Deconstructing The Janos Touch


   Often the secret behind a highly successful restaurant is uncovered reading between the lines. Menu composition, location analysis and food controls often pale in importance to such things as passion and tenacity. 

            Such is one of the invaluable lessons I've learned from my friendship with Janos Wilder, a peach of a human being and one of the Southwest's most celebrated chefs and restaurateurs. A self-trained culinary wizard, Wilder personifies the belief that a burning creative desire and dogged determination can achieve anything.

            In 1983, the then 29-year-old Wilder opened Janos Restaurant in the historic Presidio area of downtown Tucson, having convinced a handful of backers to finance the venture. The consortium's shaky investment paid off handsomely for Wilder went on to create a beautiful, world-class restaurant. Gourmands, like the rest of us amateur eaters, quickly became enthralled with Janos and its trendsetting menu, an innovative cuisine marrying the sensibility and subtlety of French cooking with the fresh, vibrant ingredients of the Southwest.

            In 1998, Wilder relocated his restaurant to its present location in a freestanding building on the grounds of the Westin La Paloma Resort and Spa. Housed under the same roof is J BAR, a casual, less expensive alternative to the fine dining Janos. The 60-seat J BAR is has a light and airy feel with a large patio and panoramic views of the Tucson Valley. The menu is a brilliant ensemble of flavors of Mexico, Latin American and the Caribbean.

            At 53, Janos is the first to admit that his ascent into the upper echelons of the restaurant industry was largely unscripted. Despite his unconventional approach, my vertically challenged friend is a walking graduate program on how to succeed in the restaurant business. What he dismisses as Old School common sense, I see as fodder for a master's dissertation. Were I ever to write such a thing, it would be entitled, "Deconstructing the Janos Touch," and minimally include the following.

  • Veni, Vedi, Veci -- Twenty-five years ago Janos foresaw the tremendous potential of Southwest and Caribbean cooking and made the flavor-laded cuisines the core of his concept. He applied traditional French methodology and relied on fresh indigenous ingredients. Even during downturns in his business that greatly tested his determination, Wilder stayed the course. He resisted raising prices during those lean years, and continued striving to perfect his craft and take his cuisine new heights. By the time food trends in the country caught up with Wilder, the name Janos was already a marketable franchise.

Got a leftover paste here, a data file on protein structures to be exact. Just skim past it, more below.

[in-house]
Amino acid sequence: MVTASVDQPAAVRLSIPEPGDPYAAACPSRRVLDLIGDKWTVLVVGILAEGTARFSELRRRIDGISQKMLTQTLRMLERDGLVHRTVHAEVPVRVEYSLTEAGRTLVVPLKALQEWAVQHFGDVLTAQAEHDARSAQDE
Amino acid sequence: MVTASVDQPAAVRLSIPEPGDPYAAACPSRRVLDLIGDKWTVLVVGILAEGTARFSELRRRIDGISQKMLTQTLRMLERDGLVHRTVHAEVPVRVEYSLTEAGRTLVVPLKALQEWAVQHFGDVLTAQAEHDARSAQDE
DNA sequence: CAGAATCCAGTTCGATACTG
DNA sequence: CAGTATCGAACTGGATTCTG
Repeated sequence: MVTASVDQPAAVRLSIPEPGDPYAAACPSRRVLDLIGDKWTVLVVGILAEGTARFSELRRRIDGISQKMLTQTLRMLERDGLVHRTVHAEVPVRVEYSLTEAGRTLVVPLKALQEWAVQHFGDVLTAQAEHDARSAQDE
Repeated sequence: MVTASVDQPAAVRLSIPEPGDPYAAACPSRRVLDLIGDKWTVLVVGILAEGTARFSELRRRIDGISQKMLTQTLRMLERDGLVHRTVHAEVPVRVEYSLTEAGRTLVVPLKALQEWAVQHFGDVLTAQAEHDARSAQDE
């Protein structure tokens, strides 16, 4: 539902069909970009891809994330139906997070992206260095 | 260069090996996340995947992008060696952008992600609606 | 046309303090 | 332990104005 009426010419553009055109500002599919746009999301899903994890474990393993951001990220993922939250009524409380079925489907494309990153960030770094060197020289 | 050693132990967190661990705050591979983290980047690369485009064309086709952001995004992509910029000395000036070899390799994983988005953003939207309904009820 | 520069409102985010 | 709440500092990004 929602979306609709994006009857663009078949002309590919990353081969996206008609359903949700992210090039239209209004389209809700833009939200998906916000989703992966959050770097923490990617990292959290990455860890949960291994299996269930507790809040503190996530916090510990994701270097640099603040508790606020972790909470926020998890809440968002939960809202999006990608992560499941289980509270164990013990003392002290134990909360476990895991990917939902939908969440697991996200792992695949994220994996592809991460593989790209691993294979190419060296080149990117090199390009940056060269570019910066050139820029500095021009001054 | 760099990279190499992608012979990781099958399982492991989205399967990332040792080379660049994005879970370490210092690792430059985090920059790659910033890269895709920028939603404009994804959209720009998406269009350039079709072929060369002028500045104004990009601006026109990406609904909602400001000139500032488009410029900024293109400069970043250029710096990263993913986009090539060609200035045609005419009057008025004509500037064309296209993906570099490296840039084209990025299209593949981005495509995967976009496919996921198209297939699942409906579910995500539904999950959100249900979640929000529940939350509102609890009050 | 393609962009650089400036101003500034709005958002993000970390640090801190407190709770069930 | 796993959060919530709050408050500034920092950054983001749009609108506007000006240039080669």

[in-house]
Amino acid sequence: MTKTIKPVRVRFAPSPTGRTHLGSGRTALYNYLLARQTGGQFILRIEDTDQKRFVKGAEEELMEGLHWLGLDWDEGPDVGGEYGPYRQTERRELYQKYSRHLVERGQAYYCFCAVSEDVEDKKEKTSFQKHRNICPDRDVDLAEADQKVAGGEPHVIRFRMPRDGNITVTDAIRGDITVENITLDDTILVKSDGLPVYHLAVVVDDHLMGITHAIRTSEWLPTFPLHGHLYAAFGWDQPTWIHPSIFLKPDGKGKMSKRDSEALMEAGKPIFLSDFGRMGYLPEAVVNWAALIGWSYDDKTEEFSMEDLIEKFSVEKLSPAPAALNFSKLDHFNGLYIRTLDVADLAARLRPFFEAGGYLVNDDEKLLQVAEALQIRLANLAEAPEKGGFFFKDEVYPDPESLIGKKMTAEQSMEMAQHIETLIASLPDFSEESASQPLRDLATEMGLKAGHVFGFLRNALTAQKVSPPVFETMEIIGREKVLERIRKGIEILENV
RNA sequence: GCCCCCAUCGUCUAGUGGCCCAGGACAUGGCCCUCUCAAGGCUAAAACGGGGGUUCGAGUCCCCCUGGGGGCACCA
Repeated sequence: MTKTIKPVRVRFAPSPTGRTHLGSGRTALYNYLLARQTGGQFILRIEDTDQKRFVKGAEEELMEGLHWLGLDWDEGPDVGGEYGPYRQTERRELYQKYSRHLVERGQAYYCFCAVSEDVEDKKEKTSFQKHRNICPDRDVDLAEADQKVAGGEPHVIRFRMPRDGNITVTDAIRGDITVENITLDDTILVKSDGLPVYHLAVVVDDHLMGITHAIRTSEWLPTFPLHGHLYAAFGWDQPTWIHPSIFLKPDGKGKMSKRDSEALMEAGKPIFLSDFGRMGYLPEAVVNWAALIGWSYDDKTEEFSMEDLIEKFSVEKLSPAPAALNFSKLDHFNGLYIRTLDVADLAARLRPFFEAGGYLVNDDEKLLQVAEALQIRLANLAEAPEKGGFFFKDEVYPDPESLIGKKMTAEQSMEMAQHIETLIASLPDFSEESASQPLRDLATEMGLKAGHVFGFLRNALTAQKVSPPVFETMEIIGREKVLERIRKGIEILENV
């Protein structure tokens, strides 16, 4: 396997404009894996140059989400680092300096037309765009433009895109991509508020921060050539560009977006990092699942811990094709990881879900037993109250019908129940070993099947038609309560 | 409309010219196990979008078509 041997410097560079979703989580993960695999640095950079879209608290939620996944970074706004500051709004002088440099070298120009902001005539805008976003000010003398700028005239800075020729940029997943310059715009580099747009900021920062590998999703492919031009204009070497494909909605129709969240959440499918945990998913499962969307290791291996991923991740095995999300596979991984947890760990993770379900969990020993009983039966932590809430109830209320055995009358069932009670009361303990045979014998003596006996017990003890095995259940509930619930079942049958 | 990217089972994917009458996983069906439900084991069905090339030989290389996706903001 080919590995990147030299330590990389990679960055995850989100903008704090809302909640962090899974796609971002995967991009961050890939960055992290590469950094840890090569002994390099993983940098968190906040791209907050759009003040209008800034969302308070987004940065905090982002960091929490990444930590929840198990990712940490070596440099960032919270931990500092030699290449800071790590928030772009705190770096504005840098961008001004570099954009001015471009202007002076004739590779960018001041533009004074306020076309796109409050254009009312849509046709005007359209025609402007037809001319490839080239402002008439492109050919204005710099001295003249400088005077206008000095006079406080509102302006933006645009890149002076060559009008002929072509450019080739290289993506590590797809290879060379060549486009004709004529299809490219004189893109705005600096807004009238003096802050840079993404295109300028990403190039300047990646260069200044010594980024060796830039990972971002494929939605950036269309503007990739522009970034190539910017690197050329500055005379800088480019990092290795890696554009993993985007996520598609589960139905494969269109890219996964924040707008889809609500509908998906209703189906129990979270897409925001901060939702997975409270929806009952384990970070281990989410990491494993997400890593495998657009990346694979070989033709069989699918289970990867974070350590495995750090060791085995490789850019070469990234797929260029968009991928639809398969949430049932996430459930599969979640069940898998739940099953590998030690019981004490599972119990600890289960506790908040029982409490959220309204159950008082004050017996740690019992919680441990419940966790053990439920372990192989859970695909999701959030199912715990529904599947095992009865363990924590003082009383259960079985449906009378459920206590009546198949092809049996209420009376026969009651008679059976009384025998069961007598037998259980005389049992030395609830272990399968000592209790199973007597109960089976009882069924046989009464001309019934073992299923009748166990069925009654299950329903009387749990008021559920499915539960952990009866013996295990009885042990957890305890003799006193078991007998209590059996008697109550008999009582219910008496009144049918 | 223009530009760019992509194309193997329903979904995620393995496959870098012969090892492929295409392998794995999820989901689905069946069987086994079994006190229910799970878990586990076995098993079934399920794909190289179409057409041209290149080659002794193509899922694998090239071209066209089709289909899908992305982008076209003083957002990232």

• Equal Billing -- Janos is steadfast that a motivated, hospitable and knowledgeable staff is the ultimate "X" factor in the success equation. He has developed what I think is an enlightened approach toward his employees that has proven remarkably effective. Although he retains the right to cast a veto, Janos allows his staff to set their own schedules, which since its inception has improved the work environment and dissipated a large source of grievances. The staff also participates in the hiring of new employees, both during interviews and ultimately deciding who is hired. Upward mobility within the company is strongly encouraged, which helps keep staff morale and retention extraordinarily high.
  • Marketing Acumen -- Tucson is a seasonal town. When the heat sets in, hotels, resorts and restaurants ramp down conceding a drop in business. Wilder has always taken the opposite approach. He targets his marketing and promotion efforts for the summer months and lures large numbers of his clientele with innovative fixed menus and engaging food and beverage pairings such that his restaurant's numbers don't change during the slow months. Janos succeeds when most others merely endure.
  • Joint Venture -- Somewhat atypical for a renowned chef, Wilder places emphasis on the creative output of his bar. He fully appreciates the synergy between food and beverage, and that excellence in both areas is requisite for a total guest experience. At J BAR, his bartenders tempt guests with Latin- and Caribbean-influenced drinks, refreshingly delicious cocktails such as the Watermelon Margarita and Guadalajara Cooler, a refreshing blend of Membrillo quince liqueur and a bevy of freshly squeezed juices. As a result, the lounge at J BAR is as much of a draw as the snazzy food.
  •  Janos Factor -- It's often small things that matter most in a restaurant. Wilder generously shares with his protégés what he's learned over the years and takes pride in the future successes achieved by those he worked. He talks with his staff before every shift, makes them dinner every night, and offers generous benefit packages based on their tenure.

            Perhaps most importantly, Wilder has also successfully avoided the emotional pitfalls of the restaurant business. He maintains a regular work schedule, leaves before close and never works Sundays. Janos exudes vitality and his passion for the business is palpable. He walks the floor and genuinely cares that his guests are completely satisfied and the staff is happy. And then when he's convinced that everything is spot on, he says goodnight and leaves. That's how you stay around long enough to enjoy what you've built.

            Not surprisingly, Janos has a slightly different take on things. "You know, you never really succeed, or reach your fullest potential. Its always just beyond reach, which perhaps is why I love to come to work everyday."

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